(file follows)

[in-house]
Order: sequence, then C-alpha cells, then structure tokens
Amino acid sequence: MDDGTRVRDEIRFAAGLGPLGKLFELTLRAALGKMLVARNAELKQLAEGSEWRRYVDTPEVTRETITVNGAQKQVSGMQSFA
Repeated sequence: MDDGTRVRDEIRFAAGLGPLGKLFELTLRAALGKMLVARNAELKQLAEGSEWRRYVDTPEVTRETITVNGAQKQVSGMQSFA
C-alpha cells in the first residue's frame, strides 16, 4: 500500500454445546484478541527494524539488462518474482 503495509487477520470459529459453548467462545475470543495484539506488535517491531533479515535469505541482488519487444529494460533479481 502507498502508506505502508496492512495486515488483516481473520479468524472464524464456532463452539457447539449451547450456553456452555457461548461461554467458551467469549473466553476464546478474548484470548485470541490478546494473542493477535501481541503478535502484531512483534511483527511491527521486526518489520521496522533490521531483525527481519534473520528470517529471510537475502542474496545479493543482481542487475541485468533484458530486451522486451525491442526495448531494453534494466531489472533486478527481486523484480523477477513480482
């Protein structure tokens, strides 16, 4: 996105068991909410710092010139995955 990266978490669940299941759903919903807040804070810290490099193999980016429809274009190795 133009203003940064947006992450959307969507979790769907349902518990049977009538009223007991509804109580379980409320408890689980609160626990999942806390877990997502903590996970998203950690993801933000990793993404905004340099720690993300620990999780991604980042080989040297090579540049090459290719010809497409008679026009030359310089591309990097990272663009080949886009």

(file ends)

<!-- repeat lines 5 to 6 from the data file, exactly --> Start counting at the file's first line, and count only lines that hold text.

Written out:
C-alpha cells in the first residue's frame, strides 16, 4: 500500500454445546484478541527494524539488462518474482 503495509487477520470459529459453548467462545475470543495484539506488535517491531533479515535469505541482488519487444529494460533479481 502507498502508506505502508496492512495486515488483516481473520479468524472464524464456532463452539457447539449451547450456553456452555457461548461461554467458551467469549473466553476464546478474548484470548485470541490478546494473542493477535501481541503478535502484531512483534511483527511491527521486526518489520521496522533490521531483525527481519534473520528470517529471510537475502542474496545479493543482481542487475541485468533484458530486451522486451525491442526495448531494453534494466531489472533486478527481486523484480523477477513480482
């Protein structure tokens, strides 16, 4: 996105068991909410710092010139995955 990266978490669940299941759903919903807040804070810290490099193999980016429809274009190795 133009203003940064947006992450959307969507979790769907349902518990049977009538009223007991509804109580379980409320408890689980609160626990999942806390877990997502903590996970998203950690993801933000990793993404905004340099720690993300620990999780991604980042080989040297090579540049090459290719010809497409008679026009030359310089591309990097990272663009080949886009």